Actionable Opportunities and Questions

  • How can you add an distributed sales consultant subsidiary model to your brand as part of your customer acquisition strategy?
  • How will tapping into these micro-influencers and sales associates help you find shoppers that are harder to find in your own marketing?

For Brands and Retailers

  • Think through the digital lives and motivations of your target consumer. What is she looking for? How can you use influencers, stylists and distributed sales teams to drive sales?
  • What are ways to create personas from your influencers that would appeal to different audiences of modern buyers? How can you promote influencers for preferences and needs that cover such things as athleisure, work wardrobe, a creative-field work wardrobe, clothes for lounging fathers and clothes for older women who want to stay on-trend? How can you use consumer insights and research to keep up-to-date on these preferences?
  • What should the commission structure be for these sellers? How can you compare this price to your typical customer acquisition cost to find a sustainable rate?
  • How can you ensure they are contributing to additional sales rather than cannibalizing your brands’ already-existing sales?

For Investors

  • What segment of shoppers is the company you are looking at trying to capture? Is the company providing the shoppers something novel they can’t find anywhere else? How is the company using styling, store associates, and influencers to psychologically reach them?
  • How do product assortment, store associates, distributed sellers and the way data is used to style consumers enhance the messaging and customer service this particular segment of shoppers is receiving?

For Real Estate Professionals

  • What demographics of shoppers do your properties attract? How can you use this data creatively to help stores figure out how to staff and build their stores?
  • How could distributed sales models coexist with your properties? How could these sales consultants help you drive foot traffic?
  • How could you use data from distributed sales companies to learn about new tenants that might succeed in your markets?

4) As algorithm-driven sales and recommendations lead to diminishing returns, online styling services that blend deep data science and the all-important human touch are filling the void.

Although the shopping experience was centered around humans for centuries, the internet has uprooted traditional practices. Early web companies like Amazon revolutionized the shopping experience, allowing shoppers to buy products without interacting with any human at all. As more people began to buy goods online, websites have continued gathering data to improve the experience.

Automated product recommendations are a key output of this data collection, which ideally allow a website to create a personalized shopping experience for each individual customer. In 2013, 35% of sales on Amazon.com and 75% of sales on Netflix were directly related to automated recommendations, according to a McKinsey study.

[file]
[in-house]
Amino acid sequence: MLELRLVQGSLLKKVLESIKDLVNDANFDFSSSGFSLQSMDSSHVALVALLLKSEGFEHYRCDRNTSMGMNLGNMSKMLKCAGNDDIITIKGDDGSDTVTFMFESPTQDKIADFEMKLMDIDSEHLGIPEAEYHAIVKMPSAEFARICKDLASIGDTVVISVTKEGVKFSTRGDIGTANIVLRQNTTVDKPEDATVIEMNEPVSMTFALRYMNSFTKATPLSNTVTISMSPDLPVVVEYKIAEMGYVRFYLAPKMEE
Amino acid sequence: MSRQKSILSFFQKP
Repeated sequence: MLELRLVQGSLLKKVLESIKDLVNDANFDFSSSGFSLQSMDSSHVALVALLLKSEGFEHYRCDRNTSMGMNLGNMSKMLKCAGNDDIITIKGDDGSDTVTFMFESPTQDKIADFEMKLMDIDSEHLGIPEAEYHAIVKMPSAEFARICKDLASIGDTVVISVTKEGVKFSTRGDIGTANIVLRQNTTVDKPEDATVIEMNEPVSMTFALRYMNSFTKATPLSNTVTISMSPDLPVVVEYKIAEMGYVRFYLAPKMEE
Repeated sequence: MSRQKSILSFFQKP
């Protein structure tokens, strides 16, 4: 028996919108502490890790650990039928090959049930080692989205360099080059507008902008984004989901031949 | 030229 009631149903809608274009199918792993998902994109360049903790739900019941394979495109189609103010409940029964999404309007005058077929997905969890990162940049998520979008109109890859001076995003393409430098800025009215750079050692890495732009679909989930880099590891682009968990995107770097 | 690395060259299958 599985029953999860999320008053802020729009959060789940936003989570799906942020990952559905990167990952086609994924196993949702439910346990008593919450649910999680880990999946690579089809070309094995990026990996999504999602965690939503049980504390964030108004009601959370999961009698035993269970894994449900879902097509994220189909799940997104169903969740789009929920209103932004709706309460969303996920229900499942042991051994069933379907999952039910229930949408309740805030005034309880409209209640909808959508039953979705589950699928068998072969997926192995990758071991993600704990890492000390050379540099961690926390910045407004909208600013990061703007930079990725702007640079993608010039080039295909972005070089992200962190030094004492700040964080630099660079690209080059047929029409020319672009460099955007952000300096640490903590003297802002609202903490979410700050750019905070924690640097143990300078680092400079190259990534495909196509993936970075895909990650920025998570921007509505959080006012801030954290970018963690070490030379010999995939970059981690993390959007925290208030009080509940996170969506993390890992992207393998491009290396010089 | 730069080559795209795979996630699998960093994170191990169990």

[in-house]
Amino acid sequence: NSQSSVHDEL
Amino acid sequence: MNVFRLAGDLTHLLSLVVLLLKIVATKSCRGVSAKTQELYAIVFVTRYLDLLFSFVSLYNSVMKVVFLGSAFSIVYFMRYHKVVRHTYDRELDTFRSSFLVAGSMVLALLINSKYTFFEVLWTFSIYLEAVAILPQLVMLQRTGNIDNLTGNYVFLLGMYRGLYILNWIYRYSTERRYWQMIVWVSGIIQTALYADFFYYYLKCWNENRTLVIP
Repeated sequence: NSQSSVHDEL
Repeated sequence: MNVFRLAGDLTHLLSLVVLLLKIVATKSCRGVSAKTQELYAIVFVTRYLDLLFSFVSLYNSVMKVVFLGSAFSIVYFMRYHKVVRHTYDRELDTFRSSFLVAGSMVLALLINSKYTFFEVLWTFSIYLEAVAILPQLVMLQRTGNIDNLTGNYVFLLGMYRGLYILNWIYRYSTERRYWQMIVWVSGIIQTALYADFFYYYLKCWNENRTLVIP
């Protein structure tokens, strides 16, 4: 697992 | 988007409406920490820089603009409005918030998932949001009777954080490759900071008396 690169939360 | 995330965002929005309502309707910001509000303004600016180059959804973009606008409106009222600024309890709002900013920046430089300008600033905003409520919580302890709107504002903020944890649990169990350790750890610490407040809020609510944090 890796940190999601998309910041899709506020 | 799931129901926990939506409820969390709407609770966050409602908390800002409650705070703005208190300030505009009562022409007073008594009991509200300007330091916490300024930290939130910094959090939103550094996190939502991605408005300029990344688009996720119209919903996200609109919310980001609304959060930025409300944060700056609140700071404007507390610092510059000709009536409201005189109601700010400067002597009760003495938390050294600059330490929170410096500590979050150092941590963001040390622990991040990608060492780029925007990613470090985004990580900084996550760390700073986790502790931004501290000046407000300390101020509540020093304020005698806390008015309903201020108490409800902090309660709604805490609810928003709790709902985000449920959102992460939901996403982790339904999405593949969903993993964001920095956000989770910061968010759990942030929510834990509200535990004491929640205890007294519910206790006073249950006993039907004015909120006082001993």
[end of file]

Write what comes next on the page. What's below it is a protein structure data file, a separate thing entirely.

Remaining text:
However, recommendation engines, while successful in the short-term, have proved too impersonal—and at-times entirely random—to completely eliminate the need for human input. But more broadly, the success of ecommerce and the internet has brought about an oversaturation of products, sparking a resurgence in the need for personalized curation. In a world where people are faced with the paradox of choice, making inferences based on past realities is not always predictive of the future. This has created a new opening for people to reclaim their role in sales to supplement a data-driven market.  

The internet has also given personal shoppers and stylists ways to scale their services. Some did this by creating online profiles, websites and Google and Facebook ads. What’s more,  a new crop of companies has created entire styling and personal shopping businesses that exist online.

Straggler: Trunk Club

Trunk Club was one of the first companies that successfully moved personal styling online. Founded in 2009, Brian Spaly, who also founded Bonobos, built the company on making relatively high-end styling services sustainable and scalable on the internet. Trunk Club was largely driven by human input and interaction—shoppers were assigned to Trunk Club stylists who worked on commission and attended to the shoppers’ styling needs by sending them trunks of clothing on demand. This maintained styling practices as they had traditionally existed offline. Many stylists also formed personal relationships with their clients, meeting in person and providing ongoing support.

This service, although initially successful, did not scale as well as Spaly intended. After Nordstrom purchased the company for $350 million in 2014 when revenues reached $100 million, recent projected revenues were lower than expected and the company took a $197 million write-down. Its online nature also illuminated the problem of fit, which is much easier to accomplish in person. The friction of trying something on at home and then sending it back if it did not fit was too inconvenient and expensive, given the high cost of each trunk. Nordstrom is responding by innovating models that are able to remove this friction between offline and online shopping. For example, they have conceptualized a service where shoppers find items they want online and then go to Nordstrom to try them on in a customized fitting room.

Trailblazer: Stitch Fix